Richard Powski

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To The Inept Customer Service Team I’ve Been Dealing With For The Last Week

Nearly two weeks ago, I paid several hundred dollars to Apollo Assembly (the third-party assembler used by Office Depot) with the understanding that they would assemble my newly bought desk one week from that date of purchase. It seemed a little long, but I decided I would deal with it given that I liked the desk. From then to the date of assembly, I called Apollo twice for the sole purpose of confirming my assembly, something that most customers would not even bother to do. Most customers would’ve automatically assumed that their assembly was still on schedule and if anything were to change, would expect to be contacted.

I am just not as optimistic as the average consumer. In each call, the assembly was confirmed. Just 24 hours prior to the scheduled assembly, I was told that the assemblers were on schedule to arrive the following day from the hours of 1PM to 5PM. The following day at 3PM, I called Apollo to assure that everything was still on schedule. It was only then I was told the assemblers would not be coming and that they would need to reschedule the assembly to 5/20.

I was livid. I deal with subpar customer service on a semi-regular basis, and I am never happy about it, but this time was different; I was furious. Seconds away from completely losing it, I told the agent that this was unacceptable and that this would be more than two weeks since I initially purchased the desk. The customer service agent was so inept that he could not give me any information other than the basic information provided in the work order. This level of ineptitude is unfortunately to be expected in the customer service sector, so I wasted no time with this dunce and escalated the call to management.

I was now dealing with Lynn, the manager of Apollo’s customer service division. She was no less inept than her subordinate, just more articulate; it reminded me of a chimp wearing an Armani suit.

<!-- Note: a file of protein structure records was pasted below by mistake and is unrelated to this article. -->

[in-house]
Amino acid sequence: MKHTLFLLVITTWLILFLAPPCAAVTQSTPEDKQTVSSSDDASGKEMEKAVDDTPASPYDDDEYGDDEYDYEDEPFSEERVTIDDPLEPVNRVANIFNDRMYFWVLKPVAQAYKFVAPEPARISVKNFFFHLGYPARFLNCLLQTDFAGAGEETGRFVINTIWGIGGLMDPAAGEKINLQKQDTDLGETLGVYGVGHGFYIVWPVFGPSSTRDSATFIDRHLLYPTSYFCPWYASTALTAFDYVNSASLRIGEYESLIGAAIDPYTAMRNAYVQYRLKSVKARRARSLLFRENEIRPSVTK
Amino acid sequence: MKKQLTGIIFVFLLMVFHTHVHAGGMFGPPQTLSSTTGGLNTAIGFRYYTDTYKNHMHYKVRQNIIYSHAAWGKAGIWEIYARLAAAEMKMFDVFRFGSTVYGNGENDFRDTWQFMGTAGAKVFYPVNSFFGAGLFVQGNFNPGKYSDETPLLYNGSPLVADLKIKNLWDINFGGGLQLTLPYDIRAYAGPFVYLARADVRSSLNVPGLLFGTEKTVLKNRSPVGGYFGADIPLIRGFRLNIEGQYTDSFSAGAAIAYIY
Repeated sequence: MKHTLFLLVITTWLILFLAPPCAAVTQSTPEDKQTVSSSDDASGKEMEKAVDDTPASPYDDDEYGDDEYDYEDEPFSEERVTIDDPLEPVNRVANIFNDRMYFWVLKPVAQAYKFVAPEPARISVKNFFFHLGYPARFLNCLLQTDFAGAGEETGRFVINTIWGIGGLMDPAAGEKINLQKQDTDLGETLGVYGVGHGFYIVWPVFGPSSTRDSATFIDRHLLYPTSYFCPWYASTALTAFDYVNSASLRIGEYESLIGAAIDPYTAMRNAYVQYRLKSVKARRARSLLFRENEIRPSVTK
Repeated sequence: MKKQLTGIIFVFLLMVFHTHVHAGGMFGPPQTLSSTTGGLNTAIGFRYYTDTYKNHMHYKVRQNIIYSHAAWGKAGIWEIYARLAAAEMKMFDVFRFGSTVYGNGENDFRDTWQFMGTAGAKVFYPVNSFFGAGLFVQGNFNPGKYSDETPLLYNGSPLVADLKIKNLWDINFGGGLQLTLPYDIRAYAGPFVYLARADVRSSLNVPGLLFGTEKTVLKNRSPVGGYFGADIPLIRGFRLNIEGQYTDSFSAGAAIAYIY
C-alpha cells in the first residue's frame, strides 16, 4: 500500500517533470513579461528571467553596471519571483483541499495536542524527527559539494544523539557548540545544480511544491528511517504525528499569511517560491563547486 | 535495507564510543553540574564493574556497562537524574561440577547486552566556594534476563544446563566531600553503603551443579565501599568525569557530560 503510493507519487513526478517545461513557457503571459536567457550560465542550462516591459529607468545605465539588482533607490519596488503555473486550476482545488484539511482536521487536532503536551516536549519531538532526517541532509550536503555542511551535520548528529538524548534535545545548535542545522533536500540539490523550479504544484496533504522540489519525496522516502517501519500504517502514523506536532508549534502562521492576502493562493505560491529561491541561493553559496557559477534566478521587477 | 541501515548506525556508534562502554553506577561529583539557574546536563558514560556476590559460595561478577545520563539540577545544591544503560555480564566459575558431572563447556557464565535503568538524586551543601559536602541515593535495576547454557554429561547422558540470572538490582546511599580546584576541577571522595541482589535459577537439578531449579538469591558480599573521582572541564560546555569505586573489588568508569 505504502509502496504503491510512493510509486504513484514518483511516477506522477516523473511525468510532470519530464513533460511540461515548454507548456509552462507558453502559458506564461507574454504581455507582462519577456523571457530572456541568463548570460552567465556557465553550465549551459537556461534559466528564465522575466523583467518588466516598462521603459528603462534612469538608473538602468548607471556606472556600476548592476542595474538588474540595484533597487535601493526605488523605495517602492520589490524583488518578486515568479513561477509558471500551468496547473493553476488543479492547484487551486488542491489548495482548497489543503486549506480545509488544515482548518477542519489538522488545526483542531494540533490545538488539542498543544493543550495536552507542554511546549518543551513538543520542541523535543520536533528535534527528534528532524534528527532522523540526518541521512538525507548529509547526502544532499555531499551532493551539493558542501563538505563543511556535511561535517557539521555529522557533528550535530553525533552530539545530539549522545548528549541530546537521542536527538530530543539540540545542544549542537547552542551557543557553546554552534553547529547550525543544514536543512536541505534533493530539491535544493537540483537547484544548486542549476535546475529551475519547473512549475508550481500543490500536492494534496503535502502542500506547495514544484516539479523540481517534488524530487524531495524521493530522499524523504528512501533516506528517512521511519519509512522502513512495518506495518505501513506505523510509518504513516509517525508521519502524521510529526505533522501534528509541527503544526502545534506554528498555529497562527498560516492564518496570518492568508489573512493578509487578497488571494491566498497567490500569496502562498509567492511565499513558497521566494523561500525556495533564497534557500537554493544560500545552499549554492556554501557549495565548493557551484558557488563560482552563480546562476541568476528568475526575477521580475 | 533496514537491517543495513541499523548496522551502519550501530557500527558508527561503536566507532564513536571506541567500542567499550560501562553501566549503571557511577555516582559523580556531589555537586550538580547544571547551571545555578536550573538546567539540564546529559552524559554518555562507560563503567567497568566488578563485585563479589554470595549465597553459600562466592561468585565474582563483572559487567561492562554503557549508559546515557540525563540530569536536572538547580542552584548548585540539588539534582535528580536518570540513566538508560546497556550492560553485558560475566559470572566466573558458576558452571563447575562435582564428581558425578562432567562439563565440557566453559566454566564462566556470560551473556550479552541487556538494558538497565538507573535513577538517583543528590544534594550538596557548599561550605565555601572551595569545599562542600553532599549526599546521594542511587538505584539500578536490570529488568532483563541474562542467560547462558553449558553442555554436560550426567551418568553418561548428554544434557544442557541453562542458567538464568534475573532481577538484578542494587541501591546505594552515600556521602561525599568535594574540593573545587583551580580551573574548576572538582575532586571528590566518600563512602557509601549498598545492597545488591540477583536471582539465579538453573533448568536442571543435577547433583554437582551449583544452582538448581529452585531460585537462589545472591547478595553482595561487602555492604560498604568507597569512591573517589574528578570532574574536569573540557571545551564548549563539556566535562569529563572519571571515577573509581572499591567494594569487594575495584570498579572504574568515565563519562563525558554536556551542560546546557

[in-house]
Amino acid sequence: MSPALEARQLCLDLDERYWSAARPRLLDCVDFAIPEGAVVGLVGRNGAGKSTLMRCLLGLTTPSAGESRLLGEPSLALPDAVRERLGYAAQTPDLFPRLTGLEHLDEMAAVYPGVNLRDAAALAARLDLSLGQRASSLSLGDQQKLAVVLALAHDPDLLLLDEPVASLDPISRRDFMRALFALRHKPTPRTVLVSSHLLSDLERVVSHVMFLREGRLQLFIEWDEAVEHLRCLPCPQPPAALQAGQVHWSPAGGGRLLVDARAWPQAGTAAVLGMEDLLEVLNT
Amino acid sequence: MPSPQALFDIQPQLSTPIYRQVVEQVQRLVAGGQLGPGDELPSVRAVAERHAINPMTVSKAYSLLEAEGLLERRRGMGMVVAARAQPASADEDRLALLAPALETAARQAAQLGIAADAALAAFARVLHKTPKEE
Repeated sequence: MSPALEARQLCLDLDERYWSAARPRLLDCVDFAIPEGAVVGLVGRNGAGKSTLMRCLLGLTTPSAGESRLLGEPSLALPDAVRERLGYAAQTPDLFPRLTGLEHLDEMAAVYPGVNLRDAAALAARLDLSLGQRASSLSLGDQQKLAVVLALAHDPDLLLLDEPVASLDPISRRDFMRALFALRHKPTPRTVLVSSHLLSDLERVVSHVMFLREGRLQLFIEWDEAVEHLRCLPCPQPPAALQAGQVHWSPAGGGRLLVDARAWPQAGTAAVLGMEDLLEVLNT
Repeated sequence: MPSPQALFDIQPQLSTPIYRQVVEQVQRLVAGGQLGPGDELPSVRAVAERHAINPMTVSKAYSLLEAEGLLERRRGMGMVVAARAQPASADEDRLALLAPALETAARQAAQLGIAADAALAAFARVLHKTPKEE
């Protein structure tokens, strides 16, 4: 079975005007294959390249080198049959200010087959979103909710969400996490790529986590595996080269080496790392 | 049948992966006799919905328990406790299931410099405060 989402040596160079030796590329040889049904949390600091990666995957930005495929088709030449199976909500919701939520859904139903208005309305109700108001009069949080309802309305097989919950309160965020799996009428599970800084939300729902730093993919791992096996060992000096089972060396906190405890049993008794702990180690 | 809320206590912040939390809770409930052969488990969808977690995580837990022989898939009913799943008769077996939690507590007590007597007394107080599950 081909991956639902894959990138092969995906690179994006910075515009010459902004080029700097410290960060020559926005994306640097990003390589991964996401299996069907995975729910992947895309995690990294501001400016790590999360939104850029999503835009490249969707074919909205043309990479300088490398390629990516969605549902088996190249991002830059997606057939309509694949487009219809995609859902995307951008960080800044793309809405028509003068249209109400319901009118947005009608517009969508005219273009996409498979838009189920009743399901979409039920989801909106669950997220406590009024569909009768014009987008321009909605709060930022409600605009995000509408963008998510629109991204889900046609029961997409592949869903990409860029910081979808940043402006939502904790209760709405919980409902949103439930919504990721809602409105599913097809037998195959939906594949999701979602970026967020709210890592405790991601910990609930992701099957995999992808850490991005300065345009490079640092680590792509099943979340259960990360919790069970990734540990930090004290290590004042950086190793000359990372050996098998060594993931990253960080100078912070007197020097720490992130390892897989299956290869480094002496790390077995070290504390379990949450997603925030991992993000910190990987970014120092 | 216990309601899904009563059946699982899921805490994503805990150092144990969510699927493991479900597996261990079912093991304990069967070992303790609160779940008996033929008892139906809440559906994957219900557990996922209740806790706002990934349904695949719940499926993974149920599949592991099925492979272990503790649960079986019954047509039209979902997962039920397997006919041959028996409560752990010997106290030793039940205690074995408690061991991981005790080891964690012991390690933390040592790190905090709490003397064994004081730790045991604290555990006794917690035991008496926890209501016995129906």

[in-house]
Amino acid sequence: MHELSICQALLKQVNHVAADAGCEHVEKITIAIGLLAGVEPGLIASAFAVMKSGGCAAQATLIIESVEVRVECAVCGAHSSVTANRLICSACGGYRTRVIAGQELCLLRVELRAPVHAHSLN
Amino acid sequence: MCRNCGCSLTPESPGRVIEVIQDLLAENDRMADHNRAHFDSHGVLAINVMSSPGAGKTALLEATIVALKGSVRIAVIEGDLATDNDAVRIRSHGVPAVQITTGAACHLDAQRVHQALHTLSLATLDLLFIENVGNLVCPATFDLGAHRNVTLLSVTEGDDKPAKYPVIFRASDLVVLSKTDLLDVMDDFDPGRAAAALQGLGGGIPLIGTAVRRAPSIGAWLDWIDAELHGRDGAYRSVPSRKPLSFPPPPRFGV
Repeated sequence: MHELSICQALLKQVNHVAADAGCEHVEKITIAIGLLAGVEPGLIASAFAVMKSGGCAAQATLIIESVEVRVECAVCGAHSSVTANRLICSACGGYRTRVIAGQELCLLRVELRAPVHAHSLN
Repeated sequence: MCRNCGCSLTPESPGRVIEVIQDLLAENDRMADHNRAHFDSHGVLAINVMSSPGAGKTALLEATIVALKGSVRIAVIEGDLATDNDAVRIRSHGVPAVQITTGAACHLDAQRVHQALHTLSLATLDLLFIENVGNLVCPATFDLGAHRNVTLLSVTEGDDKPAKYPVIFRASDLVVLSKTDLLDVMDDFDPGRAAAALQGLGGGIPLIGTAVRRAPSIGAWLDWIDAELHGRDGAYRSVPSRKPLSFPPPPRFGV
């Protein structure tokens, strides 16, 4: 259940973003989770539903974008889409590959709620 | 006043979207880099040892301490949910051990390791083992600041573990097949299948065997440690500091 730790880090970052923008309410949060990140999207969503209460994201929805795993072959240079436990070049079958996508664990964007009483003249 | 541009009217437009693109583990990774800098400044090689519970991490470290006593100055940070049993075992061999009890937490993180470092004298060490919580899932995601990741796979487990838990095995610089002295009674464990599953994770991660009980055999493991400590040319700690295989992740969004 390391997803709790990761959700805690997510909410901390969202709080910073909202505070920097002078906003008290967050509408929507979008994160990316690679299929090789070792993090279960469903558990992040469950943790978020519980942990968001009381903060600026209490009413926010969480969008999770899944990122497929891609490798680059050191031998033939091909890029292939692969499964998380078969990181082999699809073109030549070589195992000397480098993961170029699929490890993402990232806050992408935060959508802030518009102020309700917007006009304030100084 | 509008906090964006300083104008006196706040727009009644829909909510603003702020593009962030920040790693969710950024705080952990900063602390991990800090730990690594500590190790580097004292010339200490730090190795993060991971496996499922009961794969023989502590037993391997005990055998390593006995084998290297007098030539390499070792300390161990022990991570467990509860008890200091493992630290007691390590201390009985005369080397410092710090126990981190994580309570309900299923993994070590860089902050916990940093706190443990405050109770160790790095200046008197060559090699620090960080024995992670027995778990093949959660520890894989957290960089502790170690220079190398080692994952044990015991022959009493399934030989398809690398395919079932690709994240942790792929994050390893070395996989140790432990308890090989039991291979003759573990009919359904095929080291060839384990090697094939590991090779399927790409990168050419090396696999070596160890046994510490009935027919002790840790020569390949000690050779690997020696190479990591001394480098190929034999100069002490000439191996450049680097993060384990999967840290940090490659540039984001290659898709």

I told her how unacceptable it was that despite contacting them twice to confirm my appointment, that it was canceled less than 24 hours with no notice whatsoever; And that they did not even have the respect and decency to inform me of the cancelation until I called them hours into the scheduled time window.

She communicated to me that she would get to the bottom of things and contact me the following day. Additionally, she said that she was going to do everything in her power to get me on the schedule before the week’s end. In the meantime, I took matters into my own hands and found an assembler that will be able to assemble my desk within 48 hours. If I were more optimistic and placed any amount of faith in Lynn’s words, I would have held off on finding another vendor. But luckily, I was pessimistic and had little to no faith in Lynn’s words, and therefore found a suitable vendor.

Sure enough, I was right to have no faith in this manager’s words. The following day, Lynn did not even have the decency to contact me until I contacted her. I already had my new appointment scheduled with the other assemblers, but at this point I was so angry that this company caused me to go without a desk for more than a week.

What Lynn told me made me twice as angry: She told me that not only would there be no way to get my desk assembled before May 20th, but that the reason my assembly was canceled was due to an ongoing computer glitch that cancels the appointments. In other words, despite me calling to confirm my appointments, something that most customers would not have even gone through the trouble to do, those confirmations meant zilch. Each time I was told that everything was confirmed, and each time those words meant nothing.

It is one thing to encounter a stupid person and be slightly inconvenienced by them; but it is another thing to be directly affected by their idiocy and to get nothing more than a “sorry” . . . Lynn, your apology is not accepted. Give me $400 (my refund plus $200) and then your apology will mean something. A refund does not set things right when a week of my time was wasted due to this company’s inability to maintain basic communication. What happened to the days when a company acknowledged their mistake and in an act of recompense, did something extra for the customer? Something beyond just the refund? These days, when a company issues a refund, they think they just provided excellent service: No, a refund is not excellent service. It is the bare minimum.

I’m sure anyone with a pulse can work at Apollo’s customer service center. The scope of their problem-solving abilities is to look at the screen in front of them and say, “I don’t know, that’s just what the computer says.” If you ask a basic question and the answer is not in front of their faces, then they will not be able to answer the question. They have no critical thinking skills. Their duties are to repeat the same corporate nonsense they have been trained to regurgitate over and over and read directly from the customer’s work orders. This is the devolution of customer service. If customer service reps cannot do anything else beyond repeating recited phrases and reading work orders to customers, why even employ them at all?

I could have received all the information that Frick and Frack gave me by reading my own work order. Beyond this, their customer service department did absolutely nothing for me except waste my time and add insult to injury with fake apologies.

Thanks for nothing, Lynn. It must be great to not solve any problems and get a paycheck.

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